utahCourtRecords.us is a privately owned website that is not owned or operated by any state government agency.

CourtRecords.us is not a consumer reporting agency as defined by the Fair Credit Reporting Act (FCRA), and does not assemble or evaluate information for the purpose of supplying consumer reports.

You understand that by clicking “I Agree” you consent to our Terms of Service and Privacy Policy agree not to use information provided by CourtRecords.us for any purpose under the FCRA, including to make determinations regarding an individual’s eligibility for personal credit, insurance, employment, or for tenant screening.

This website contains information collected from public and private resources. CourtRecords.us cannot confirm that information provided below is accurate or complete. Please use information provided by CourtRecords.us responsibly.

You understand that by clicking “I Agree”, CourtRecords.us will conduct only a preliminary people search of the information you provide and that a search of any records will only be conducted and made available after you register for an account or purchase a report.

Utah Court Records

UtahCourtRecords.us is not a consumer reporting agency as defined by the FCRA and does not provide consumer reports. All searches conducted on UtahCourtRecords.us are subject to the Terms of Service and Privacy Notice.


Utah Warrant Search

A Utah warrant search is a process by which an individual's warrant status can be verified. Warrants are legal documents signed by authorized judicial officers that permit law enforcement or peace officers to perform specific actions. These include arresting a person, searching a defined location, or confiscating particular items.

The Fourth Amendment, U.S. Constitution, provides for the use of warrants in Utah to protect citizens from arbitrary searches and seizures. Under its provisions, warrants are issued only upon probable cause (reasonable grounds for suspecting someone is involved in a crime).

Individuals can often find Utah warrants through criminal justice agencies, like Utah's Department of Public Safety and the county courts. Warrants are considered a part of Utah criminal court records and are also featured within arrest records. A warrant search can provide information about the arrestee's name, birth date, race, arrest location or site, and the nature of their offense. However, it is not a definitive means for establishing guilt.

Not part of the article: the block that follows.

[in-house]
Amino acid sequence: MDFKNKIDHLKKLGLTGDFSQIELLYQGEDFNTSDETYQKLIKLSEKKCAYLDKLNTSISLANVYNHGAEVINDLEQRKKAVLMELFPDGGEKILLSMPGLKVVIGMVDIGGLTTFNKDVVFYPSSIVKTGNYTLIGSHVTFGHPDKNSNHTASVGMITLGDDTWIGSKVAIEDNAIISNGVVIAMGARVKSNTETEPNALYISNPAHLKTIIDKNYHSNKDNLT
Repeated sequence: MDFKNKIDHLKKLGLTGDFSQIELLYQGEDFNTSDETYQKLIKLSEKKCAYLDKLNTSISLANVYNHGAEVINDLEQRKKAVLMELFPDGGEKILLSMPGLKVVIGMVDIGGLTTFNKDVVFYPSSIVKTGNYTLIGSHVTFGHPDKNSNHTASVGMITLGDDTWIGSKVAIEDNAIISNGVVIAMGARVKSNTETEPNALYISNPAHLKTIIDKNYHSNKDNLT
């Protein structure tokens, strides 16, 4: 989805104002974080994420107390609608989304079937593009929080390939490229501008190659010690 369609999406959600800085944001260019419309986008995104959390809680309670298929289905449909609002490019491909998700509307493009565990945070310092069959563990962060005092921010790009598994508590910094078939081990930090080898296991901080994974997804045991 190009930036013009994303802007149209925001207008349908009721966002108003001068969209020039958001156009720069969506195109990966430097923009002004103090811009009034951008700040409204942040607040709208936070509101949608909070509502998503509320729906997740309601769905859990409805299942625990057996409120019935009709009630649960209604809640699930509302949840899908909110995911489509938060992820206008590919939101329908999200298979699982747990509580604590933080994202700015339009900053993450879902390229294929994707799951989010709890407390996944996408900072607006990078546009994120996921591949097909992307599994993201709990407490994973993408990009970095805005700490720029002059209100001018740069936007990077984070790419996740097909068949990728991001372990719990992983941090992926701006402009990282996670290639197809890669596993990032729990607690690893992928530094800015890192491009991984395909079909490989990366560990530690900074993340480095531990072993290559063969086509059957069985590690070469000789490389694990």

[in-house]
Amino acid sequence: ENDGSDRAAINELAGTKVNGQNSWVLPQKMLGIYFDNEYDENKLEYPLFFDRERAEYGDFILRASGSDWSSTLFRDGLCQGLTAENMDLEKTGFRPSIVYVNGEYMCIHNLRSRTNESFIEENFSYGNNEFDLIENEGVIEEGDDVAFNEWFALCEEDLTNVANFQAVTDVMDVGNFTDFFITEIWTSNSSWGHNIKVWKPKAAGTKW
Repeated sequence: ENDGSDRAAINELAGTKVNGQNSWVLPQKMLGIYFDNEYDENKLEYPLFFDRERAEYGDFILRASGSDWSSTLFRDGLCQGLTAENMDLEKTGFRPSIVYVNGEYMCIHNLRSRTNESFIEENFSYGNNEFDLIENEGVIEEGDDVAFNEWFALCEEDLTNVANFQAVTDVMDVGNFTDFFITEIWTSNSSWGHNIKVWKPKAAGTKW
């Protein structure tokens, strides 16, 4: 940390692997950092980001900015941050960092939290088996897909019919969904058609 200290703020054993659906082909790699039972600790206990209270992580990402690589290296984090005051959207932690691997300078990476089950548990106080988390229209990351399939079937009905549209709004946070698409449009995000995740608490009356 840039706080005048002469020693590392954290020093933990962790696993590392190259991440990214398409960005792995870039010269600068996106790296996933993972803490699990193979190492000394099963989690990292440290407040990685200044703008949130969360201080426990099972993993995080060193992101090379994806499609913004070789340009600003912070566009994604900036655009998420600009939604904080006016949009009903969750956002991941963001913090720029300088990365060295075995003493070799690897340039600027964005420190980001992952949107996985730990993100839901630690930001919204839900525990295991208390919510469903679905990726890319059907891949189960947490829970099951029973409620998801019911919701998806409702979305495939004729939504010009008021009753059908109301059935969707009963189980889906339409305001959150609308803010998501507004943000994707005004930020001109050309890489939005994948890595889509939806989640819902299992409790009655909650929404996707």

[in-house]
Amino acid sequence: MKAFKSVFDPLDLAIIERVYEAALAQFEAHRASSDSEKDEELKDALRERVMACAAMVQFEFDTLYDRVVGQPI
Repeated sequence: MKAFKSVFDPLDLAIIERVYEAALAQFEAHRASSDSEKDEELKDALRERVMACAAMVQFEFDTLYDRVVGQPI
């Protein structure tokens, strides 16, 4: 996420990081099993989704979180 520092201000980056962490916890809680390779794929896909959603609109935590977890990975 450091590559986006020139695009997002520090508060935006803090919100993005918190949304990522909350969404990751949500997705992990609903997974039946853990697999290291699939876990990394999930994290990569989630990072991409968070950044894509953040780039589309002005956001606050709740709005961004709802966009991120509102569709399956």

Are Warrants Public Records in Utah?

Yes, warrants are public in Utah. Under the state's Government Records Access and Management Act (GRAMA) (Utah Code § 63G-2-101 to § 63G-2-505), the public can inspect numerous governmental records, including warrants. However, this right is not absolute. 

GRAMA broadly refers to a "public record" as any record not controlled, protected, designated as private, or exempt from disclosure by an applicable state statute, federal statute or regulation, or court rule. As such, any warrant sealed by a court or restricted by law is not disclosable to the public.

Types of Warrants in Utah

In Utah, warrants are classified based on the reason for their issue:

  • Arrest Warrants: Arrest warrants allow law enforcement officers to place a named subject under arrest and hold them in jail until they appear in court. This type of warrant is often issued when the subject is a crime suspect. If the suspect has crossed state lines, the arrest warrant issued is called a fugitive warrant.
  • Search Warrants: Search warrants empower police officers to search for a subject or search personal property. Generally, magistrates and judges issue search warrants when they believe that evidence of a crime may be found at a specific location.
  • Bench Warrants: Courts in Utah can issue warrants for the arrest of defendants charged with contempt of the court or failure to honor an Order to Show Cause. These warrants are called bench warrants because they are granted from the judge's bench (during court proceedings).
  • Warrant of Attachment or Commitment: Section 78B-6-303 of the Utah Code acknowledges two types of warrants: warrants of attachment and warrants of commitment. These authorize law enforcement to arrest an individual who committed contempt outside the court or the judge's immediate view and presence. A warrant of commitment differs from a warrant of attachment in that it is only issued when there was no previous arrest and after a prior attachment warrant. Also, the defendant must have received notice of the contempt or been the subject of an Order to Show Cause.

What is a Search Warrant in Utah?

Rule 40 of Utah's Rules of Criminal Procedure (URCRP) provides guidelines for a search warrant in the state. A search warrant is described as a magistrate-issued order instructing a peace officer to search a place, thing, or person and seize evidence or property. For a search warrant in Utah to be valid, it must: